# 22.25 The Monty Hall problem

Probability is an important idea in science. An experiment to answer a question like, for example, whether a drug is safe can only be answered with a probability (post 16.1). When we measure anything we only really know that its value lies between certain limits with a given probability (posts 16.7, 16.24, 16.26, 16.28). Probability is central to the concept of entropy (posts 16.38, 19.30) and to the usual interpretations of quantum mechanics (posts 19.26, 19.27, 19.28, 19.29).

So how well do you think you understand probability? To find out, try solving the Monty Hall problem. This problem is named after the Canadian television host Monty Hall (1921-2017) who lived and worked in the USA.

There are three boxes – one contains a prize, the other two contain something worthless. But you don’t know which box contains the prize. It seems to be conventional to describe the prize as a car and the other things as goats. Really they should be called tokens to win a car or a goat because you could hear which boxes contained real goats. Also, if you think a goat is a valuable prize, pretend you would prefer the car!

In Monty Hall’s television programme, you choose a box but it stays closed. Monty then opens another box that he knows is a goat box.

He then asks you if you want to stick with your original box or switch to another. For example, if you chose box 1 you can stick with this box or switch to box 2 or box 3. You won’t want to switch to box 2 because that will be the box he chose to open and that you now know is a goat box. So your choice is really to stick with box 1 or switch to box 3.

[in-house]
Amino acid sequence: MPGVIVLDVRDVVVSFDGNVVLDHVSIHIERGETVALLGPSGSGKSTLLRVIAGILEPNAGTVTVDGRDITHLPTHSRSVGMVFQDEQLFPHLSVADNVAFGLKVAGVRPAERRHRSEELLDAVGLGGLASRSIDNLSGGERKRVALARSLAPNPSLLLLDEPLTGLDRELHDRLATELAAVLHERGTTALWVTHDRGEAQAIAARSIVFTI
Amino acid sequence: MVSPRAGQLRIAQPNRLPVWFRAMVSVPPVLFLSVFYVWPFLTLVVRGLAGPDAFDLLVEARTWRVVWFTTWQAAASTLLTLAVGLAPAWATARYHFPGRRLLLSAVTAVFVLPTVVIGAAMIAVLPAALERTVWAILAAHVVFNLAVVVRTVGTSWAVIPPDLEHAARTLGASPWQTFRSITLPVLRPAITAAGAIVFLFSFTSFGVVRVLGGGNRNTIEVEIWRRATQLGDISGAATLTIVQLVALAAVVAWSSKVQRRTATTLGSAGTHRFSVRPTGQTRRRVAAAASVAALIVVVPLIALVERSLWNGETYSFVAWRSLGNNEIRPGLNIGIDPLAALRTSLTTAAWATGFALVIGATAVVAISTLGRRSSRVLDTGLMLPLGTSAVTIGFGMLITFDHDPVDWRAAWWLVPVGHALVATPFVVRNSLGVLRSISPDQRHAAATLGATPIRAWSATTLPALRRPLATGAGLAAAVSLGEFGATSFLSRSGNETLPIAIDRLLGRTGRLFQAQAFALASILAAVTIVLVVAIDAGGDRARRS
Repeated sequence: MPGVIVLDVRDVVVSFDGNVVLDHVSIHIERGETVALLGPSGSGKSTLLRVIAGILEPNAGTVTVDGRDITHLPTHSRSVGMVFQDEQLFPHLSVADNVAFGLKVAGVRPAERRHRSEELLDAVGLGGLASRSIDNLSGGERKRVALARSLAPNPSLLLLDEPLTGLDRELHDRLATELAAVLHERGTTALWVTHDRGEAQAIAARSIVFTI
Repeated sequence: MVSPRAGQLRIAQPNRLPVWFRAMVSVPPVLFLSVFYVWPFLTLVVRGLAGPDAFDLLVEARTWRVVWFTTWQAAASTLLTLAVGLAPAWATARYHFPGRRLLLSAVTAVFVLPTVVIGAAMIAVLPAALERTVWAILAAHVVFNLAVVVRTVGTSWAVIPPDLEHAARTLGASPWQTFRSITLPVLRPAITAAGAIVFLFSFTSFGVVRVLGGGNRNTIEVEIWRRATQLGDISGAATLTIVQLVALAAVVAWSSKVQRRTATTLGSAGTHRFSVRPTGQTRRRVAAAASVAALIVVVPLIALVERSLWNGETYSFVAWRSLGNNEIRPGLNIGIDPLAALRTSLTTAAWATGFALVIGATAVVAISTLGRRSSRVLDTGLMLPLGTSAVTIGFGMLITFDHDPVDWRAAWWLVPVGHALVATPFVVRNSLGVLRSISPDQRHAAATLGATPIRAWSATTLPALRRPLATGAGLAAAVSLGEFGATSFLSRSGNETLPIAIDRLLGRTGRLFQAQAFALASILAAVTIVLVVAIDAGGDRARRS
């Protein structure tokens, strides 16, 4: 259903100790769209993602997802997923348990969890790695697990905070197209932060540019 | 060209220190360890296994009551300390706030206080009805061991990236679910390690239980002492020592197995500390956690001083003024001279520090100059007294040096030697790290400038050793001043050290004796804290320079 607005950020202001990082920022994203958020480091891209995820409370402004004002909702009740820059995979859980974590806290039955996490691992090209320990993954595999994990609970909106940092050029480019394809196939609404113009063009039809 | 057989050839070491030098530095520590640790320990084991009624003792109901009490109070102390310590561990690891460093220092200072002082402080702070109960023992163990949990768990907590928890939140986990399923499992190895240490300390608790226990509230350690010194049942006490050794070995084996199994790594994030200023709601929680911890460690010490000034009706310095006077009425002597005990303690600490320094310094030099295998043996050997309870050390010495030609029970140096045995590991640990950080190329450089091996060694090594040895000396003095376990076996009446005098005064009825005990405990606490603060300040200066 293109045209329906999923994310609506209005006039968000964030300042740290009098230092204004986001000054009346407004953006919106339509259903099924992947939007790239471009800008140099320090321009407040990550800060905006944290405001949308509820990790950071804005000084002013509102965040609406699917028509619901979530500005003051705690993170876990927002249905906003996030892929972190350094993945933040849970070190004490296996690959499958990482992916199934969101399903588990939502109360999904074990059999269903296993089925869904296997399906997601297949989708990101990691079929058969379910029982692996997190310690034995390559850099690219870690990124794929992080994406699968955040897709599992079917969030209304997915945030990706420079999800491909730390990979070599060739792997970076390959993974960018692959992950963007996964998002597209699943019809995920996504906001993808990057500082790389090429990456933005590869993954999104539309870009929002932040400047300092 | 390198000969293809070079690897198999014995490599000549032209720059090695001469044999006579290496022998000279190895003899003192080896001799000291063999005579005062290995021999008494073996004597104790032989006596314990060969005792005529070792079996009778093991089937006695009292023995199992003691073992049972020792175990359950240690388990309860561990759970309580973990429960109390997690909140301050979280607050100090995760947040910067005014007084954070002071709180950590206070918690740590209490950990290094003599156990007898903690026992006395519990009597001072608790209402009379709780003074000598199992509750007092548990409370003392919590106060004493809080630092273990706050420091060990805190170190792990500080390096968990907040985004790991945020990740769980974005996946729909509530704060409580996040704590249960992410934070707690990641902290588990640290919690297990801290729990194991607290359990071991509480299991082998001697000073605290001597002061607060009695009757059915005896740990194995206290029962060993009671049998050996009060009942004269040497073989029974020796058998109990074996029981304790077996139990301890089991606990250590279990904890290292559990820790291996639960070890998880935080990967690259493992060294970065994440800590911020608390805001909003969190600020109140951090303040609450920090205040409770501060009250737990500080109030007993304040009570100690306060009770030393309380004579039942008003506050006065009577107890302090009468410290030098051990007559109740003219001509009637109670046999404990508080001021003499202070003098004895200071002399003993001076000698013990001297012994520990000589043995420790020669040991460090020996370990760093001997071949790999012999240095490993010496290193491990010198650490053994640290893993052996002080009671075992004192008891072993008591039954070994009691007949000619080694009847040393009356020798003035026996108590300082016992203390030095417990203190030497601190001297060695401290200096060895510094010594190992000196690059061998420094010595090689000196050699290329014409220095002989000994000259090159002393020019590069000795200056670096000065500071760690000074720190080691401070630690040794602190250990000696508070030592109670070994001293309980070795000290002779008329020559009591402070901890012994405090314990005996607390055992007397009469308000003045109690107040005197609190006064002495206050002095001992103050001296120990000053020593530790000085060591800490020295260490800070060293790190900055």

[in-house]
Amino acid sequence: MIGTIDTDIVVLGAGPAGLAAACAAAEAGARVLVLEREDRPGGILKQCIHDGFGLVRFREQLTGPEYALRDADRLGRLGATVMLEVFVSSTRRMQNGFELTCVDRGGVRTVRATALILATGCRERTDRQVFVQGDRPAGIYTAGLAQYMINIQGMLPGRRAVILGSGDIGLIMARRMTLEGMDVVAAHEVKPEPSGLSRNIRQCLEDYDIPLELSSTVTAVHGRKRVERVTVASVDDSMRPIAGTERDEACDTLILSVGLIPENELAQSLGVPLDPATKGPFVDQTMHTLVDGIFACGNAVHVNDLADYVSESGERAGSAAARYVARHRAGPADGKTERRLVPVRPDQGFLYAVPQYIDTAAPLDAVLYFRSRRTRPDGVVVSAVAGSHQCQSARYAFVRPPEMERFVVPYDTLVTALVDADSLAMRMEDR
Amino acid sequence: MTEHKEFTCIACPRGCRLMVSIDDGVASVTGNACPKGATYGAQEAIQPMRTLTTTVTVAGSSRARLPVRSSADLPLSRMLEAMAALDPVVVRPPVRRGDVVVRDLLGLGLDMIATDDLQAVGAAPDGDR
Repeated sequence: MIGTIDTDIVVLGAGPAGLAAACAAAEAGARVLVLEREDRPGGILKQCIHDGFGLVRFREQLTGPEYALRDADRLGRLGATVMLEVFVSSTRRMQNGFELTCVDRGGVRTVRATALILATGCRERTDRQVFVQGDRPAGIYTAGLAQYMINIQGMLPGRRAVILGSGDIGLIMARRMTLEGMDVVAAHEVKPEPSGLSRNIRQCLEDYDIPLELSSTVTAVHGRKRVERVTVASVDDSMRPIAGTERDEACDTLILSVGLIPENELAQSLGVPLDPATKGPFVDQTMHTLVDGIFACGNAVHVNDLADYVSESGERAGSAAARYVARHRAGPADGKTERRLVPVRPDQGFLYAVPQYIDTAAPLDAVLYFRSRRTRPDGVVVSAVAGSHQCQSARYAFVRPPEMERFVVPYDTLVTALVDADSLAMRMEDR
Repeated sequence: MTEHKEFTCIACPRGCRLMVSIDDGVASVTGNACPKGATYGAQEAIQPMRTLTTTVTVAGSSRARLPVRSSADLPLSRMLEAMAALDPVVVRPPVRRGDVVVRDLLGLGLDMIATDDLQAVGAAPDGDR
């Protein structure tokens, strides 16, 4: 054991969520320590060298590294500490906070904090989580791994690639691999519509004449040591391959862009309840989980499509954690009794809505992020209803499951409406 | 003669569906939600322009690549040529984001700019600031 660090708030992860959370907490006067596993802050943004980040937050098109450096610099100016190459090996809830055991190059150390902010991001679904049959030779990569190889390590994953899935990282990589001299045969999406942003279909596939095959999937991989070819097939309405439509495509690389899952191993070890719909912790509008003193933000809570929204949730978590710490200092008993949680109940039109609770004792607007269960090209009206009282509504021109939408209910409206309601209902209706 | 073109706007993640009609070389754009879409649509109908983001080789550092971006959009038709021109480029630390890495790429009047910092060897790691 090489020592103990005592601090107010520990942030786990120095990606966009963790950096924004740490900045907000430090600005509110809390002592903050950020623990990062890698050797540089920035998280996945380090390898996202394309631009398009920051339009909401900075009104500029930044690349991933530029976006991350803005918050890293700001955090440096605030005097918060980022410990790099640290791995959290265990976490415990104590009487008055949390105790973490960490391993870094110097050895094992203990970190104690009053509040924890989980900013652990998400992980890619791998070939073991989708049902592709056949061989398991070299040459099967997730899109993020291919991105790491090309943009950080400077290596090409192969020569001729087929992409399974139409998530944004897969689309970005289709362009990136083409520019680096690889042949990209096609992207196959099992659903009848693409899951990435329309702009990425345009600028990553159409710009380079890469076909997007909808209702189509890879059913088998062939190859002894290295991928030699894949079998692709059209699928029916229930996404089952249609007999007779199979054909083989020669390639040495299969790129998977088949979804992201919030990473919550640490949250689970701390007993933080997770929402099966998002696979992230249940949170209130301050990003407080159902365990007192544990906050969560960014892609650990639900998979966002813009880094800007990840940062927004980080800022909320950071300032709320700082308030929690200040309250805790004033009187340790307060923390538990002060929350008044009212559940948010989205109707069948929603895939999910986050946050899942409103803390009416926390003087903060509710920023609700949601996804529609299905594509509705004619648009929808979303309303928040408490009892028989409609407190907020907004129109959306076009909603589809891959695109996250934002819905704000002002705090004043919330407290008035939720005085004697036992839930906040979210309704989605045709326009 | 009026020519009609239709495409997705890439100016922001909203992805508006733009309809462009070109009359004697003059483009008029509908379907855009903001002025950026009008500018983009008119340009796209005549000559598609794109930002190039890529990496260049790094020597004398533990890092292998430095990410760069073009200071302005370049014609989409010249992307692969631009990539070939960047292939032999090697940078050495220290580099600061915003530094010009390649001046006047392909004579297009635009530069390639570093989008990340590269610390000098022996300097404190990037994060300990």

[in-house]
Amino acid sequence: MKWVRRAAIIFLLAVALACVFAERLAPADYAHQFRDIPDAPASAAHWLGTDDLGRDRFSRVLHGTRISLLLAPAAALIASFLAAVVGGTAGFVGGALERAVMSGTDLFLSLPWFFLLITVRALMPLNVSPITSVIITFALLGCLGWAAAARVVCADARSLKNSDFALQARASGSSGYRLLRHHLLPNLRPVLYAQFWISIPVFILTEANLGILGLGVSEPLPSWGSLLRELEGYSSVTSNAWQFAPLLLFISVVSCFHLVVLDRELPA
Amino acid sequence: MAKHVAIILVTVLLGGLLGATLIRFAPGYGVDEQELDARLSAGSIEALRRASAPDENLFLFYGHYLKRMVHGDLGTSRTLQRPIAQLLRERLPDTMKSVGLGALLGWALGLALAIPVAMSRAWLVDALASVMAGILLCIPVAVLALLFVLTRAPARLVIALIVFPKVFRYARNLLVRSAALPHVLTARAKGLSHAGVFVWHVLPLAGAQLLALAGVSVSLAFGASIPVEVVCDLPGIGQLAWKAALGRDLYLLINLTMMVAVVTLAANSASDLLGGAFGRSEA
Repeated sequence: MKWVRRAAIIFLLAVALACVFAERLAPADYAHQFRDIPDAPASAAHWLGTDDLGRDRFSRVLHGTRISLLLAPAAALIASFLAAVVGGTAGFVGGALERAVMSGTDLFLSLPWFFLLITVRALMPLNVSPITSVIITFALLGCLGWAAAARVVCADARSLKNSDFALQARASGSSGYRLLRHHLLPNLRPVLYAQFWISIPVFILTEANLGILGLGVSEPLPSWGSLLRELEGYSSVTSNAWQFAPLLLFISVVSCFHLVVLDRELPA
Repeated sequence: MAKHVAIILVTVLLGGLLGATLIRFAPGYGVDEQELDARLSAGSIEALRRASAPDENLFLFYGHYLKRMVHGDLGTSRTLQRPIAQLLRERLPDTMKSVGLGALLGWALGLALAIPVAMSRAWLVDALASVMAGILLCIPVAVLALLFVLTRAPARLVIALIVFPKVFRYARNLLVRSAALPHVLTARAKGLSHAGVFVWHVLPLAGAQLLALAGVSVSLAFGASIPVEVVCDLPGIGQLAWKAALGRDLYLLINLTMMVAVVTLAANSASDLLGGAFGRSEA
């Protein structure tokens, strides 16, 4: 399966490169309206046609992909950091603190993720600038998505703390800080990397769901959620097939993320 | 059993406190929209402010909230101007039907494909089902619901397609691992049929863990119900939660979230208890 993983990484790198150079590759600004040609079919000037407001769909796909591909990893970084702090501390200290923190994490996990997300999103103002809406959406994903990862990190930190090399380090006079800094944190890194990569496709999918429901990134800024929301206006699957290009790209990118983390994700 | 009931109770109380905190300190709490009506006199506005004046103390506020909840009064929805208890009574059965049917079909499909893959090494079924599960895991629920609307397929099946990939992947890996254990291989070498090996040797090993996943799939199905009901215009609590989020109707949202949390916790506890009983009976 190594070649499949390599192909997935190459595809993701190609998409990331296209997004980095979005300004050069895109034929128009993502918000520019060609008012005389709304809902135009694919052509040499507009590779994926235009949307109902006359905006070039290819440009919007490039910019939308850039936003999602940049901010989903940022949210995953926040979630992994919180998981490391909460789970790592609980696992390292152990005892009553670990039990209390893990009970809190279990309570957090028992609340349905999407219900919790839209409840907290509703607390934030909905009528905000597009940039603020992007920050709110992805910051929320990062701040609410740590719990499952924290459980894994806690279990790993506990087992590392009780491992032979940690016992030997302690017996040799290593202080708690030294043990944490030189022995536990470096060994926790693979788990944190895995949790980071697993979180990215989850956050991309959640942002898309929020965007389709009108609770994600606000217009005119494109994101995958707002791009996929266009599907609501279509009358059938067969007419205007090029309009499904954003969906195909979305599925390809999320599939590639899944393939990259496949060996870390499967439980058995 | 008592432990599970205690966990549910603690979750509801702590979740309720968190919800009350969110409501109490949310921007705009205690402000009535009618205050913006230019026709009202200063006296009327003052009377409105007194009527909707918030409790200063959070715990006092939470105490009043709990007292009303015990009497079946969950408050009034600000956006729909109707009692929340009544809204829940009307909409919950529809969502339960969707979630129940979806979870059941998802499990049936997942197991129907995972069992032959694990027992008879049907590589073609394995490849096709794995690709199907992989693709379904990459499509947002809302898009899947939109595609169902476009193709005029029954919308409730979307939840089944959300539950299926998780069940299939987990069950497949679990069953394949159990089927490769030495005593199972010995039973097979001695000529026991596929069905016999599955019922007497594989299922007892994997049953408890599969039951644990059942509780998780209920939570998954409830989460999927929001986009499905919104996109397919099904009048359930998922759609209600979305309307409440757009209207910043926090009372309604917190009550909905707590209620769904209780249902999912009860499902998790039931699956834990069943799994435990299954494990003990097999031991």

What do you do? And does it make any difference?

Think about it for a while before you look at the appendix

Keep thinking!

Think a while longer!

Appendix

You are more likely to win the car if you switch your original choice!

Let’s suppose your first choice was box 1. If you stick with this choice, you will win a goat. If you switch, you will not pick box 2 – because you now know that you would win a goat. So, you will choose box 3 and win a car.

If your first choice was box 2 and you stick with your choice, you will win a goat. But you now have been shown that if you choose box 1, you will win a goat. So, you choose box 3 and win a car.

If your first choice was box 3 and you stick with your first choice, you will win a car. If you switch, you will choose box 1 or box 2 – bad luck, you win a goat!

These results are shown in the picture below.

If you stick with your original choice the probability of winning a car is 1/3. If you switch your choice, the probability of winning a car is 2/3.

What’s happening here? When you made your original choice, the probability of winning a car was 1/3. If you stick with that choice, the probability that you have won the car remains 1/3. But if you switch your choice, you can make use of extra information and so increase your probability of winning.